A Conversation On Censorship
story Scott Currie
On March 3, the Writers’ Centre hosted a panel of four esteemed guests to discuss issues related to the censorship of children’s books. According to Professor Robin Hemley, Director of the Writing Program and published author, this panel was inspired by a controversy over the National Library Board’s decision to remove books from their children’s section and pulp them in July 2014. “[Censorship] is the most topical and obvious issue there is,” he said, adding that it was best to “air these things—otherwise they fester.”
The panel was composed of Susie Bright, a frequent author on topics of sexual politics, Suchen Christine Lim, a celebrated author and winner of the inaugural Singapore Literature Prize in 1992, Jeanie Okimoto, the co-author of The White Swan Express (one of the books embroiled in the controversy), and Mark West, a scholar on children’s literature. The panel was moderated by Alvin Pang, a prominent poet and author who is also teaching a course on poetry at Yale-NUS for a semester, and Abdul Hamid ’17. According to Mr. Hemley, the panelists were chosen to reflect a “balance between the local and global”, and also be “even-keeled and reasonable enough to see [the panel] as more than a pulpit.”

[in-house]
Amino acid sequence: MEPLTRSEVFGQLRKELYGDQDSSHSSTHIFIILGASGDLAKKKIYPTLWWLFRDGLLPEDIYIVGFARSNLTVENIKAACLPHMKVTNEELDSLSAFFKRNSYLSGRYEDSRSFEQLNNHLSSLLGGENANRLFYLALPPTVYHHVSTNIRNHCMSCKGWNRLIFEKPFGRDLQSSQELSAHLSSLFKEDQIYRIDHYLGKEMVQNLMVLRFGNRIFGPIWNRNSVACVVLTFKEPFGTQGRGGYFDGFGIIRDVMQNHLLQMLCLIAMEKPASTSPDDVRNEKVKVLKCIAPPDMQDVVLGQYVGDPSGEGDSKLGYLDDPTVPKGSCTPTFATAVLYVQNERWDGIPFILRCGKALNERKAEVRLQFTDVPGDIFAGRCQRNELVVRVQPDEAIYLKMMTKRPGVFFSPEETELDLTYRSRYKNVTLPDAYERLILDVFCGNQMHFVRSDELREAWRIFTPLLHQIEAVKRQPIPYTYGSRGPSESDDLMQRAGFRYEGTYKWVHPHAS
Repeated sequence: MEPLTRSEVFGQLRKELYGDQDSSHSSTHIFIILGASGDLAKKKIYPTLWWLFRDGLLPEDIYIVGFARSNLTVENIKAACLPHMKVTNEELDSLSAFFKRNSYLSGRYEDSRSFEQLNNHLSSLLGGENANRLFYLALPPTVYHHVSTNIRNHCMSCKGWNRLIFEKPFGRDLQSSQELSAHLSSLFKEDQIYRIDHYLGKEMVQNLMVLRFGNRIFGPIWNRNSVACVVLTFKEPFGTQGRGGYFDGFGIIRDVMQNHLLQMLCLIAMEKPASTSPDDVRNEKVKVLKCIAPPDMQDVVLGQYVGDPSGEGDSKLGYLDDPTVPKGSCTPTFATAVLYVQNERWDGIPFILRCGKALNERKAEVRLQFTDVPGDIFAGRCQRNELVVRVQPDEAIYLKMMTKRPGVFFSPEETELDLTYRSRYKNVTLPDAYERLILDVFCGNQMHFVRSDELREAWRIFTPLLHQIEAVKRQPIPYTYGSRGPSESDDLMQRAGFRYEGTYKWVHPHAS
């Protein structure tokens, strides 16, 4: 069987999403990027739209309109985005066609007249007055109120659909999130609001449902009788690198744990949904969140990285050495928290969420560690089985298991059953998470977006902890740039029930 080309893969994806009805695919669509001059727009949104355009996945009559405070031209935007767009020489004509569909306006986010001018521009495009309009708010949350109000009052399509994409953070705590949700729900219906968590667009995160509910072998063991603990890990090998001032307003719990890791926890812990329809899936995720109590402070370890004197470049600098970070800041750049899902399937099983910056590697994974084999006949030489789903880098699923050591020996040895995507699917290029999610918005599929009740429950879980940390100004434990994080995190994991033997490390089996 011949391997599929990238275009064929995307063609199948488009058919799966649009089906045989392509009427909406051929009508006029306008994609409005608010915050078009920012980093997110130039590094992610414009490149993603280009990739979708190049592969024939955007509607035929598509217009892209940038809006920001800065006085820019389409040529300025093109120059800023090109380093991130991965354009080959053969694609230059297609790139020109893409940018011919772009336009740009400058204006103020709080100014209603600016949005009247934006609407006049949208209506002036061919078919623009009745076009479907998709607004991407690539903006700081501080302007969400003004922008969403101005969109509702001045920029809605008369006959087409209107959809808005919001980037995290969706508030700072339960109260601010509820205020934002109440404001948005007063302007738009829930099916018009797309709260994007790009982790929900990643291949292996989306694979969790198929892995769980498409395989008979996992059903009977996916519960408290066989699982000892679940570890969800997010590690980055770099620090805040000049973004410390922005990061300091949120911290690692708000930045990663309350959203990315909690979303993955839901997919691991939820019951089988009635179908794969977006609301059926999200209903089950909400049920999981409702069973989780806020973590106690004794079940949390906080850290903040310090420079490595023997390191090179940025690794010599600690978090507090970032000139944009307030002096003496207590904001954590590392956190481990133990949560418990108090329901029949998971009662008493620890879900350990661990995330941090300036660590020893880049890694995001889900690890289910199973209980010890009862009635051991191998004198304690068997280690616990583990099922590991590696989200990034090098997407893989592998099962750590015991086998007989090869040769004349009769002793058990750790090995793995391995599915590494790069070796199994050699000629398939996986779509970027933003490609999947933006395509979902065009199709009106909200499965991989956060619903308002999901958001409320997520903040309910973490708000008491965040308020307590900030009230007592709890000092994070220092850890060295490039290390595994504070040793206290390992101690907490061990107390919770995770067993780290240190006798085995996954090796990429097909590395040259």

During the session, a recurring idea was the importance of discussion over censorship, especially during the question and answer session. On whether certain literature should be kept from children, Ms. Okimoto said that children and most readers self-select for what they are ready to read. Mr. West said that censorship should not be an answer to problems, advocating for open discussion instead in all instances. In an interview, Mr. Pang agreed and added, “Whether a book is deemed suitable or unsuitable depends on the political and social climate, not the book.”
Panelists also acknowledged the complexities of these issues. In particular, Mr. West said censorship is more complicated than most people understand, as it exists on a spectrum. In a Rector’s Tea the following day, he added, “In many ways the bureaucratic, bury-them-in-paperwork type is a more insidious and perhaps pervasive form [of censorship].”
General consensus among panelists and attendees was that the event was a success. Raeden Richardson ’17 said, “All panelists presented decisive, mature critiques of censorship … [and] put the fear of offending aside for an engaging discussion.” Mr. Pang emphasized that it was important for universities and public libraries to serve as venues for “intelligent and informed debate”, adding that he hoped discussion over the issues raised would continue after the panel.
Also included in the two-day series of related events were a Rector’s Tea with Ms. Lim and Mr. West, and two writing workshops.